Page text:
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TWO POSTED RESPONSES TO A COLUMN IN THE GUARDIAN BY OLIVER KAMM
 
JOHN CHUCKMAN

Safer for whom, Oliver Kamm?

For the more than 600,000 murdered by Bush in Iraq?

For the tens of thousands murdered in Afghanistan, including the 3,000 prisoners who were driven out to the desert in vans to be suffocated?

For the thousands of prisoners of the CIA’s International Torture Gulag?

For the abused and tortured of Abu Ghraib?

For the abused and tortured of Guantanamo?

For the millions of lives shattered in Iraq, a place that once was on the cusp of modernity and prosperity?

This has to be the most breathtakingly dumb piece of writing I’ve seen in years
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Apart from my question of safer for whom, citing the piles of Bush victims, the world is not a safer place for many other reasons, Oliver Kamm.

First, suppression of human rights all over the Western world is no light thing. There is nothing ‘safe’ about living in a police state or a quasi-police state the U.S. has become under Bush. The Bill of Rights has virtually been suspended.

Second, people of Arabic origin or of Muslim beliefs are now routinely abused and insulted in many Western countries, especially in the United States.

Third, a wave of hatred and injustice is rippling through the Muslim world. That isn’t just going to go away. Bush’s approach has been the approach of Israel, which today remains a garrison state with no peace and defended by walls and brutality, a long-term untenable position, besides being a shining example of ethically-hollow behavior.

Fourth, Bush’s oppression and killing abroad have been closely paralleled by an almost unprecedented grant of license to Israel to behave as brutally and ruthlessly as it wishes towards Palestinians and other neighbors.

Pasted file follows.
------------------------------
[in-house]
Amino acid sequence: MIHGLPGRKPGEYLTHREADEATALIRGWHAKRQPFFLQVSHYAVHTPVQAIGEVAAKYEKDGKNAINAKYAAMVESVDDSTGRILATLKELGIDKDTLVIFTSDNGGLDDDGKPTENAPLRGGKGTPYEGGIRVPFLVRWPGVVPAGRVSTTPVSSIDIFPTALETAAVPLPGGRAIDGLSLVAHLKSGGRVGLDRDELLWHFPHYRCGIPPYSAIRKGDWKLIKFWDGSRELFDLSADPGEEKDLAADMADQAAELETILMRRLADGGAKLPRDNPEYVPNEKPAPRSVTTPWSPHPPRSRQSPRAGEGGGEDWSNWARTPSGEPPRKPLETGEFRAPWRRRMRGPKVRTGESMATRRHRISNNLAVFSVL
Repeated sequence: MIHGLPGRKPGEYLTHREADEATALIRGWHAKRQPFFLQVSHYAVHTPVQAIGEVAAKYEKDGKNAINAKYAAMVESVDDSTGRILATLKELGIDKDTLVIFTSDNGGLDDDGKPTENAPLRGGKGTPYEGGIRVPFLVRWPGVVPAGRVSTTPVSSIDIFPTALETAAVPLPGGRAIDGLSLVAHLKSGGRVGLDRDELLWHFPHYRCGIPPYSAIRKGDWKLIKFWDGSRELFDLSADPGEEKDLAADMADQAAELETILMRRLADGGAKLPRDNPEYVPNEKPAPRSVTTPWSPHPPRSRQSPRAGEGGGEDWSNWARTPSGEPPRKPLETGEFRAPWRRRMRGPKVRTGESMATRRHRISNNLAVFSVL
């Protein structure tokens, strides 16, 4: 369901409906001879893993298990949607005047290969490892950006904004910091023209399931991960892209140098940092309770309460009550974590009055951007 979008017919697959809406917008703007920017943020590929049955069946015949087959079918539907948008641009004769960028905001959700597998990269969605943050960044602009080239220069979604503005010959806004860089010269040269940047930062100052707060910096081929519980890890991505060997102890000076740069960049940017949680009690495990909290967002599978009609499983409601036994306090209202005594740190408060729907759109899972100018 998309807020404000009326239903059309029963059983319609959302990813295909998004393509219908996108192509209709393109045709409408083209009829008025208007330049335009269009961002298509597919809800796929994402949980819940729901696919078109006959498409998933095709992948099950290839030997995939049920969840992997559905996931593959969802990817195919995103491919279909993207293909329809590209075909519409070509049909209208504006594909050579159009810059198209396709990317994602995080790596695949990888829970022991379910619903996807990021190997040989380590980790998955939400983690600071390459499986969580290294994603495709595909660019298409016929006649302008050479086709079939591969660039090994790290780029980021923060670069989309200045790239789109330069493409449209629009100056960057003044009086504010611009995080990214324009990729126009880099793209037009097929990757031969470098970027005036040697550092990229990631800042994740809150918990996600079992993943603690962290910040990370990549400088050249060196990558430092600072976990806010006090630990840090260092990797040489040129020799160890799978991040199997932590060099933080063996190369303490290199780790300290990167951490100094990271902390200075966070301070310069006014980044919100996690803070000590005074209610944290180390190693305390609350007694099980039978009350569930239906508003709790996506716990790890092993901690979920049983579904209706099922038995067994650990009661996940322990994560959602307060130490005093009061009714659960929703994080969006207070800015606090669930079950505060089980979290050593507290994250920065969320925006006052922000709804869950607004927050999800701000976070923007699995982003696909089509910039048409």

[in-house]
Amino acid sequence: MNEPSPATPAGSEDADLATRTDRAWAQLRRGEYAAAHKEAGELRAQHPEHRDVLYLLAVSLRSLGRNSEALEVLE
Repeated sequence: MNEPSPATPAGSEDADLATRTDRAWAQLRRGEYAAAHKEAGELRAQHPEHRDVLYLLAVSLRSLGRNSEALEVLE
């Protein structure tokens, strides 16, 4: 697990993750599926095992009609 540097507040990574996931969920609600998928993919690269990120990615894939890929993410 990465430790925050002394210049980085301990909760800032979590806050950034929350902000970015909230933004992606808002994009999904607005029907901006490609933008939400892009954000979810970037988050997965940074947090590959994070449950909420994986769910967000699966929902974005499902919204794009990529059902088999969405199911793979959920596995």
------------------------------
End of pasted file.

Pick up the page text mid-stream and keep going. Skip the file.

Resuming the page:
A genuinely horrible situation has grown up, and no open-minded person can possibly look at Israel’s wretched behavior in Gaza and in Lebanon and towards Syria without some revulsion. Nothing, absolutely nothing, Apartheid South Africa did has not been repeated by Israel towards its neighbors, and, of course, that includes infamous mass killings of poor blacks by South African troops and mass imprisonments with no rights or justice.

Fifth, Bush has also set aside the Geneva Conventions and other important international treaties, including that safeguarding the rights of child soldiers. No meaningful sense of safety comes from this arrogance.

He has practiced new bizarre doctrines, giving the example to other states to do the same in future, as, for example, pre-emptive strikes on suspects and high-tech assassinations. These provide another measure of the ‘Israelization’ of American policy. Imagine a world in which every state claims this philosophy?

What has happened overall in the world under Bush is a series of steps away from democratic principles. Even if America had the most vigorous and fair democracy, something that is demonstrably not the case, when its leaders decide the fates of so many others, its tiny group of electors (maybe 1% or less of the world’s people, taking into account many Americans do not even vote) effectively acts like an aristocracy vis-à-vis the rest of the world.

You cannot claim democratic values and behave this way. After all, the Communist Party of China rules more than a billion people with almost the same percentage of representation.

The United States and Israel have given democracy a bad name in much of the emerging world. After all, in the special limited sense they claim to be democratic, so was Apartheid South Africa or the American Confederacy or the Britain of George III.

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